In addition to our own classes and exhibiting work at Anderson and Sheppard, we also were demonstrating goldwork at Smythson’s LCW event. They had a series of craftspeople set up in store to show some of the process that their items go through.
At the front of the store, Meg was positioned, drafting and embroidering the Smythson’s ‘S’ into a bespoke badge. This piece will have been drafted, raised, appliqued and embroidered with cutwork bullion.
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On another counter, one of their book binders was stationed, explianing the properties of the binding process that thie products go through, the importance of using 2 types of glue for each piece and why they have maintained their hand processes over using machines. Finally they had another lady applying the tissue linings into their envelopes which also all done by hand.
They also had a lady doing freehand calligraphy, where you could write down your name for her and she would draw it out on a card for you to take home.
London seems to be alive with fashion exhibitions and installations at the moment so Hawthorne & Heaney have been making the most of the location privilages and have been enjoying the culture on offer. One such opportunity is at the Louis Vuitton’s Series 3 exhibition on the Strand.
The exhibition is staged as a walk through Nicolas Ghesquiere’s mind coming in underneath a hugely imposing hanging ball grid structure in a highly mirrored room, a theme that runs throughout.
The exhibition is a great example of how technology and fashion can come together as art, which is effectively used in the laser room. Green lasers from the ceiling cut down around what seem to be meaningless shapes below but as time goes on, and all the pieces are cut out, they come together seamlessly to form a shoe or a handbag. This then slowly transforms into the CAD mock up of the finished piece with all its fastenings and details.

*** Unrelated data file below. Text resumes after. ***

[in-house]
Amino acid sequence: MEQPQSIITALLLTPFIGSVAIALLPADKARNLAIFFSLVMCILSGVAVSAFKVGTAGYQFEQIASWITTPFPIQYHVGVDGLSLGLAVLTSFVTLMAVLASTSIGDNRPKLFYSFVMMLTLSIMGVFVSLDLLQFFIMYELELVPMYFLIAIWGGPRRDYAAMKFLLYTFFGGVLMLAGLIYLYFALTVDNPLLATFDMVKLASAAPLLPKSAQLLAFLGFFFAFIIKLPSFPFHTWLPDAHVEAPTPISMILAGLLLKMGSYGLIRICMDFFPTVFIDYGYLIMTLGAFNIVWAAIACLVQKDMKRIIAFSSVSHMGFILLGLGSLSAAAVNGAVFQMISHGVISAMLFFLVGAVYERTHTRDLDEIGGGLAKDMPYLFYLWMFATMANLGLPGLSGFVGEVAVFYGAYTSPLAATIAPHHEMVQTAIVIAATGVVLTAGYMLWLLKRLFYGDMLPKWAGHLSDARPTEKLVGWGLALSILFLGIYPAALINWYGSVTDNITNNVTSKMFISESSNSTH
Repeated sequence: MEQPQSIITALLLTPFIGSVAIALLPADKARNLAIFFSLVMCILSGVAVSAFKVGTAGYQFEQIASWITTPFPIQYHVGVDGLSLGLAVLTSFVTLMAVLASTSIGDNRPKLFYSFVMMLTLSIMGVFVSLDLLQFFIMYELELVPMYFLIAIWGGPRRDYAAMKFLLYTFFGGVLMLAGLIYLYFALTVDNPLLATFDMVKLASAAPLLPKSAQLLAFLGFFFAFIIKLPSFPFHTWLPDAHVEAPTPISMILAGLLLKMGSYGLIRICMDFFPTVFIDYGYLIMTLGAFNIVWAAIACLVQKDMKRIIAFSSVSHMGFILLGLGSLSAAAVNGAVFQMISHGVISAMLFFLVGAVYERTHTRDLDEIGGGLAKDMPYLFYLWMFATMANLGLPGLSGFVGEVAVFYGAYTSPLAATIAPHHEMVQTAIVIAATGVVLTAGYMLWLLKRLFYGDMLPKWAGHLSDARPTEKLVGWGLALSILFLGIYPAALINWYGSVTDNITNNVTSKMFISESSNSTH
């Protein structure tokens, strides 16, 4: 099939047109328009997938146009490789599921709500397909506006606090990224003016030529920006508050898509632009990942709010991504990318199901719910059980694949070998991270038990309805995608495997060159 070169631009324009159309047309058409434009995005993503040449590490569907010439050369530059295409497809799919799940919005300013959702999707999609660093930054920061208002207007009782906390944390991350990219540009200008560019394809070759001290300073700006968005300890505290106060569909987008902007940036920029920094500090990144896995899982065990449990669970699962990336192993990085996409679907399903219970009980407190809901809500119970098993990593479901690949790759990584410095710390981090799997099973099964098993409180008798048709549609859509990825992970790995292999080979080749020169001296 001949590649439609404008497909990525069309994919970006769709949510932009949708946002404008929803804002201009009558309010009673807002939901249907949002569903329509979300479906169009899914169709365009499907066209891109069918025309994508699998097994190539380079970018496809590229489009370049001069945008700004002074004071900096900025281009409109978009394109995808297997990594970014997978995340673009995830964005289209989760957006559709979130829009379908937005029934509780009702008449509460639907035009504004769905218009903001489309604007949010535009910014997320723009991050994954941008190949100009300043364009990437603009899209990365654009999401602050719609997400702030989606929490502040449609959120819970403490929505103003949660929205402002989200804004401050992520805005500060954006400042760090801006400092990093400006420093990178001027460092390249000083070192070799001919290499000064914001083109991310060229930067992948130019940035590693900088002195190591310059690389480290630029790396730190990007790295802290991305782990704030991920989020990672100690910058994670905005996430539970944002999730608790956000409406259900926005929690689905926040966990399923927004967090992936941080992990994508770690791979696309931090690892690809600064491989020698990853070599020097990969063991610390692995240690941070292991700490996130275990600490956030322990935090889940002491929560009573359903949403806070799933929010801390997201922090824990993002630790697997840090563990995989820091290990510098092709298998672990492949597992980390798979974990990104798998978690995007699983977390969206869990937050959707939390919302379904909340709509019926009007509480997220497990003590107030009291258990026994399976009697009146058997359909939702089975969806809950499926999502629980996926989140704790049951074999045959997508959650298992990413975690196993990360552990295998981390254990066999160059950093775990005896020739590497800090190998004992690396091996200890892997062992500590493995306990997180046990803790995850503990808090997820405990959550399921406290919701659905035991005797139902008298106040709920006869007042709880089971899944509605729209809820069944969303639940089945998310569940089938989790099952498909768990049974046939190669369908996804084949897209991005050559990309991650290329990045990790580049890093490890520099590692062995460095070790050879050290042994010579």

You then move on to see a more real world explanation of the making of the Petite Malle bags in the Artists hands room where close up videos are shown of how the bags are put togther. This is then renforced by as you are also able to interact the the makers in person in the Craftsmanship room.
Seeing the makers constructing in person really helps to give a sense of the difficulty and intricacy of these bags which are made like trunks, but on a much tinier scale. This combination of rooms flows easily through the design process, from idea to drawing and development, to the construction and realisation.
There is a little look back at the history of the trunks, from some of the earliest made pieces to others that show their development in size, shape and material in a dazzlingly white room.
Finally there is the rare opportunity to see upclose some of the garments that you have been watching walk towards you throughout the exhibiton, but more so to feel them as they are hung in a giant perpex wardrobe installation. This demonstrated the variety of fabrics and qualities that have been used in the collection including whitework lace, jaquard, leather, fur and diamantes.As an embroiderer this last room and the craftsmanship rooms were probably the most interesting of the exhibition as they give a good understanding of the craft and techniques used in their creation. One does leave the exhibition feeling a little disorientated by all the mirrors and lights which drew the attention away from the skills themselves. However from the general public’s point of view this provides an interesting fusion of technology and art whilst perhaps giving a little glimpse at the chaos of Ghesquiere’s mind.
If you would like to see the exhibition and decide for yourself, it is on until the 18th October at 180 The Strand, entry is free so make the most of it!